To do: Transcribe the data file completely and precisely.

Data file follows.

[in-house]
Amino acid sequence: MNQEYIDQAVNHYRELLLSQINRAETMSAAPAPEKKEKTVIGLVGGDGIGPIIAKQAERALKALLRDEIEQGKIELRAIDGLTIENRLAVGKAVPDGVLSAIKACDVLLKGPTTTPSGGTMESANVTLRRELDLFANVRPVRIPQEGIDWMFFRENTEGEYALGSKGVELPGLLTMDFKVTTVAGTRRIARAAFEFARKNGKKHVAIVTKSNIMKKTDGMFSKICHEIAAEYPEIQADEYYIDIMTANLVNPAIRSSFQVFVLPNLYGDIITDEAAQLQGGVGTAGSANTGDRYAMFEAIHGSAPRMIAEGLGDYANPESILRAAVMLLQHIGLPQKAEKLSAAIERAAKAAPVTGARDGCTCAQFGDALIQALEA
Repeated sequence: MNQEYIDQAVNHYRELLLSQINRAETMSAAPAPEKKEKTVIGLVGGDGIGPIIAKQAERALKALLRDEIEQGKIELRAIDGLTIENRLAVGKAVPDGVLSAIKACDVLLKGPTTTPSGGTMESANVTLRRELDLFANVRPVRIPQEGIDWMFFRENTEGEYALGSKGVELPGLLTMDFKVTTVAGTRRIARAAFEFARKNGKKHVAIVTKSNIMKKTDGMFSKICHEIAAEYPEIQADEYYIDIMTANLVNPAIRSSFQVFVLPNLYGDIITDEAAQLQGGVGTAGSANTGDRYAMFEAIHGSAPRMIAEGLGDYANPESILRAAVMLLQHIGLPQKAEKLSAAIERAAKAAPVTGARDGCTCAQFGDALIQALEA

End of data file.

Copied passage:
[in-house]
Amino acid sequence: MNQEYIDQAVNHYRELLLSQINRAETMSAAPAPEKKEKTVIGLVGGDGIGPIIAKQAERALKALLRDEIEQGKIELRAIDGLTIENRLAVGKAVPDGVLSAIKACDVLLKGPTTTPSGGTMESANVTLRRELDLFANVRPVRIPQEGIDWMFFRENTEGEYALGSKGVELPGLLTMDFKVTTVAGTRRIARAAFEFARKNGKKHVAIVTKSNIMKKTDGMFSKICHEIAAEYPEIQADEYYIDIMTANLVNPAIRSSFQVFVLPNLYGDIITDEAAQLQGGVGTAGSANTGDRYAMFEAIHGSAPRMIAEGLGDYANPESILRAAVMLLQHIGLPQKAEKLSAAIERAAKAAPVTGARDGCTCAQFGDALIQALEA
Repeated sequence: MNQEYIDQAVNHYRELLLSQINRAETMSAAPAPEKKEKTVIGLVGGDGIGPIIAKQAERALKALLRDEIEQGKIELRAIDGLTIENRLAVGKAVPDGVLSAIKACDVLLKGPTTTPSGGTMESANVTLRRELDLFANVRPVRIPQEGIDWMFFRENTEGEYALGSKGVELPGLLTMDFKVTTVAGTRRIARAAFEFARKNGKKHVAIVTKSNIMKKTDGMFSKICHEIAAEYPEIQADEYYIDIMTANLVNPAIRSSFQVFVLPNLYGDIITDEAAQLQGGVGTAGSANTGDRYAMFEAIHGSAPRMIAEGLGDYANPESILRAAVMLLQHIGLPQKAEKLSAAIERAAKAAPVTGARDGCTCAQFGDALIQALEA